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Abstract Decades of subsurface exploration and characterisation have led to the collation and storage of large volumes of well related data. The amount of data gathered daily continues to grow rapidly as technology and recording methods improve. With the increasing adoption of machine learning techniques in the subsurface domain, it is essential that the quality of the input data is carefully considered when working with these tools. If the input data is of poor quality, the impact on precision and accuracy of the prediction can be significant. Consequently, this can impact key decisions about the future of a well or a field. This study focuses on well log data, which can be highly multi-dimensional, diverse and stored in a variety of file formats. Well log data exhibits key characteristics of Big Data: Volume, Variety, Velocity, Veracity and Value. Well data can include numeric values, text values, waveform data, image arrays, maps, volumes, etc. All of which can be indexed by time or depth in a regular or irregular way. A significant portion of time can be spent gathering data and quality checking it prior to carrying out petrophysical interpretations and applying machine learning models. Well log data can be affected by numerous issues causing a degradation in data quality. These include missing data - ranging from single data points to entire curves; noisy data from tool related issues; borehole washout; processing issues; incorrect environmental corrections; and mislabelled data. Having vast quantities of data does not mean it can all be passed into a machine learning algorithm with the expectation that the resultant prediction is fit for purpose. It is essential that the most important and relevant data is passed into the model through appropriate feature selection techniques. Not only does this improve the quality of the prediction, it also reduces computational time and can provide a better understanding of how the models reach their conclusion. This paper reviews data quality issues typically faced by petrophysicists when working with well log data and deploying machine learning models. First, an overview of machine learning and Big Data is covered in relation to petrophysical applications. Secondly, data quality issues commonly faced with well log data are discussed. Thirdly, methods are suggested on how to deal with data issues prior to modelling. Finally, multiple case studies are discussed covering the impacts of data quality on predictive capability.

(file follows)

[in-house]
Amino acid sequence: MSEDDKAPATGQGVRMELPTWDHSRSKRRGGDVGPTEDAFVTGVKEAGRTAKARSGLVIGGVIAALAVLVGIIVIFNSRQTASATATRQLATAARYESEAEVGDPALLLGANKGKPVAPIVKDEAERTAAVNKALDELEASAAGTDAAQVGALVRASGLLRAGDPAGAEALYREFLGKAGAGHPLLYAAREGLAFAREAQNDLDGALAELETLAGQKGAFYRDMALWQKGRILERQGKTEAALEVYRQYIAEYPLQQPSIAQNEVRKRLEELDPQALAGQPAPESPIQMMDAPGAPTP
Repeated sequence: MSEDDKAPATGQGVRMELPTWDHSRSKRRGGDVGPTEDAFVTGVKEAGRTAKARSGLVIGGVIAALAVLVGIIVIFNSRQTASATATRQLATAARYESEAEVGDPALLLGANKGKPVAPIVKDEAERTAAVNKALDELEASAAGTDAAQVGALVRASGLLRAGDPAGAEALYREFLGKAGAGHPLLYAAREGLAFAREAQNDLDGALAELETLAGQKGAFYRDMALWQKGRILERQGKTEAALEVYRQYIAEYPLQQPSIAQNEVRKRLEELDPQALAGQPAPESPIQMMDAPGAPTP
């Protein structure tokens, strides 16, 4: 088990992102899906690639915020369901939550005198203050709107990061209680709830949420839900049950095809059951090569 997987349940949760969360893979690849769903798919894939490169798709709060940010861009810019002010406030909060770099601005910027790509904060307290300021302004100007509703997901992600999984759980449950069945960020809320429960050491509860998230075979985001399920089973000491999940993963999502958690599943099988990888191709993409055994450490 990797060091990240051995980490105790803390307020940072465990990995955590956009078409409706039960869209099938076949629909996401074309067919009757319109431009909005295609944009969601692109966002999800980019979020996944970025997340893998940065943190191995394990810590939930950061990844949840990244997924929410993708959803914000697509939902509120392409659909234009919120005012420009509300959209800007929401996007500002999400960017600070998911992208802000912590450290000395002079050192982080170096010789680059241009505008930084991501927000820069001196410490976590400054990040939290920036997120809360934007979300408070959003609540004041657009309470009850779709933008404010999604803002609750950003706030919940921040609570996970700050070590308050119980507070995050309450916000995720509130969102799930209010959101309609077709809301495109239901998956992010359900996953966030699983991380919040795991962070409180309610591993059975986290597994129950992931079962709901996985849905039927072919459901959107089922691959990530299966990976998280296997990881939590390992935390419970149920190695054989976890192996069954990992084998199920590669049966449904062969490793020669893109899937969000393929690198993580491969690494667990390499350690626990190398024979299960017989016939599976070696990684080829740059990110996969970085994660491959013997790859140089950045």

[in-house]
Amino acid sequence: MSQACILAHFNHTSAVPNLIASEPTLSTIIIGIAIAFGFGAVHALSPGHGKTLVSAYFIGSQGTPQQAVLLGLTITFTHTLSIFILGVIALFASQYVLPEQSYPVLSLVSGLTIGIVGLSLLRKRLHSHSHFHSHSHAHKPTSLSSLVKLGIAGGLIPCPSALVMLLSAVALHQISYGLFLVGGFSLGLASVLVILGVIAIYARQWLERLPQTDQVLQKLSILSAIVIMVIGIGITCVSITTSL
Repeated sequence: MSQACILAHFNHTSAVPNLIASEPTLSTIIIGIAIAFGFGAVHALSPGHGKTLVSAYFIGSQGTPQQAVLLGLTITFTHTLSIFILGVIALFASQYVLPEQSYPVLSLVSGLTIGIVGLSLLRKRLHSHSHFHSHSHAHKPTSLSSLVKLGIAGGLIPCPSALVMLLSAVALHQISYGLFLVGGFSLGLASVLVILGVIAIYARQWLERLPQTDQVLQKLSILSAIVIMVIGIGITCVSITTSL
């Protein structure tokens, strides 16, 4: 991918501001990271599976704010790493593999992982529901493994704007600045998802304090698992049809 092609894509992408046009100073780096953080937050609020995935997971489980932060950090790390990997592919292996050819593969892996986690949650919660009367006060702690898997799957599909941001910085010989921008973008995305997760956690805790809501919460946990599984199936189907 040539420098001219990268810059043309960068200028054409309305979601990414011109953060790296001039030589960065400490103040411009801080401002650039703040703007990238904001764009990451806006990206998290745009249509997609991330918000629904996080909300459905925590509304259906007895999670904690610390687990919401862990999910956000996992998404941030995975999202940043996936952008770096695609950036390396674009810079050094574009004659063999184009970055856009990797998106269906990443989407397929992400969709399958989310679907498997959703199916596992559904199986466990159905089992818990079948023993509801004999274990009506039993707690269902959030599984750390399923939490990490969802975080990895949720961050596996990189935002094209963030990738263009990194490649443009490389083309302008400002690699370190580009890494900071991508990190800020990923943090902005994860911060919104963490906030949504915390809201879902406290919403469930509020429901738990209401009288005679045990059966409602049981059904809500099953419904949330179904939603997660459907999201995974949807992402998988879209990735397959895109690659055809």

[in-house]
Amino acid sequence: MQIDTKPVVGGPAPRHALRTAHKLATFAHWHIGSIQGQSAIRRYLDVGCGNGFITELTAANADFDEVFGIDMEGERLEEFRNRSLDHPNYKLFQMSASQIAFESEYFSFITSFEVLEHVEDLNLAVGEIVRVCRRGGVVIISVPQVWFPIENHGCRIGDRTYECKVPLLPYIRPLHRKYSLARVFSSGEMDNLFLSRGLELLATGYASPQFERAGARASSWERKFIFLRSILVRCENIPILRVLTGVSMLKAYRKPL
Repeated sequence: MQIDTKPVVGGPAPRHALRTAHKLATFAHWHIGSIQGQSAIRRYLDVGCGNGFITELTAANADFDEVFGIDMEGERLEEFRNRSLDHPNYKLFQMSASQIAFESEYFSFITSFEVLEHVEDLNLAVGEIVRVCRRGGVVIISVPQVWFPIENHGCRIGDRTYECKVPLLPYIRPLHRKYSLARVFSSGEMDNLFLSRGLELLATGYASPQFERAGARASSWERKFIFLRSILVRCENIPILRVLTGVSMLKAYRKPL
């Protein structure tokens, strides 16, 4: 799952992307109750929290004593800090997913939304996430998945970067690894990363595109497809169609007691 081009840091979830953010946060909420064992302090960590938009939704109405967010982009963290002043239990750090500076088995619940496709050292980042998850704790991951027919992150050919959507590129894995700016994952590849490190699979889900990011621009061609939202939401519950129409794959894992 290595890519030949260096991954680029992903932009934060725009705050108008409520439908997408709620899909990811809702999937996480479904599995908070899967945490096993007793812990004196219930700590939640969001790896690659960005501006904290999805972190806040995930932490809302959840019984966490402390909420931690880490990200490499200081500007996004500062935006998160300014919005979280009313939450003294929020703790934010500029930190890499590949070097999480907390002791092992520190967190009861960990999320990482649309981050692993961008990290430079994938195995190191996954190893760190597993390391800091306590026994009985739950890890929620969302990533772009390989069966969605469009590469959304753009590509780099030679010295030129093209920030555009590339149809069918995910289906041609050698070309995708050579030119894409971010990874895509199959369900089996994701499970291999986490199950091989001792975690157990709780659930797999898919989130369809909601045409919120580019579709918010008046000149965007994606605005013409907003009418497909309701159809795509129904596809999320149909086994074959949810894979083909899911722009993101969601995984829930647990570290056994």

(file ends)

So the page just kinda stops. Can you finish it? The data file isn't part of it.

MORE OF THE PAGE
ABSTRACT Success of directional wells is reliant on accurate identification of formation being drilled, and correction of off-shoots and out of zone trajectories by steering the well back in the correct direction. Geo-steering is the directional control of a well path based on real-time measurements assimilated while drilling and comparing the observed variables to expectations drawn from nearby wells and known formations. Directional drillers and geologists alike must make split-second geo-steering decisions that ultimately affect overall productivity of the well. Providing an accurate, predictive model to cross-check with the inflowing real-time data allows specialists to confidently keep the wellbore in the zone of interest. The present study uses geological and geophysical data from offset wells, to estimate lithological facies for the projected well trajectory. A suite of machine learning and data analytics algorithms, including Long Short-Term Memory (LSTM), are employed to extract the characteristic signatures of different lithofacies, and generate the expected signatures for the well of interest, based on the available logs from nearby wells. Upon detection of deviation from the expected path, corrective measures can be suggested to the operator, allowing for confident geo-steering. 1. INTRODUCTION The advent of downhole drill motors and directional drilling has made it possible to expose several thousand feet of reservoir to the well as potential pay, versus a few feet of vertical section that was achieved with vertical wells. This can significantly increase the contacted reservoir interval and productivity of the well. Success of directional drilling relies on accurate Geosteering, where real time inputs from Measurements While Drilling (MWD) tools are used to determine geolocation and steer the drill bit to keep the well on the desired path, and in the pay zone. The MWD tools are placed above the drill bit. MWD tools are also commonly referred to as Logging While Drilling (LWD) tools, however, it should be noted that MWD is more specifically geared towards the drilling operation aspects and include different measurements (inclination, azimuth, downhole weight on bit, torque, …), while LWD uses logging probes (standard and azimuthal gamma ray, resistivity, density, …). In earlier implementations of MWD/LWD where communications through mud pulsing was limited to a few bits per second, LWD was recorded during the drilling operation and was processed when the drilling assembly was brought to the surface. More recent advances in data communication with the bottomhole assembly has resulted in real-time transmission of MWD/LWD to the surface (Jellison et al. 2003). LWD provides accurate measurements of the formation before it is exposed to excessive drilling fluid and its invasion, or enduring long drilling operation, and are superior to wireline logging data in that regard.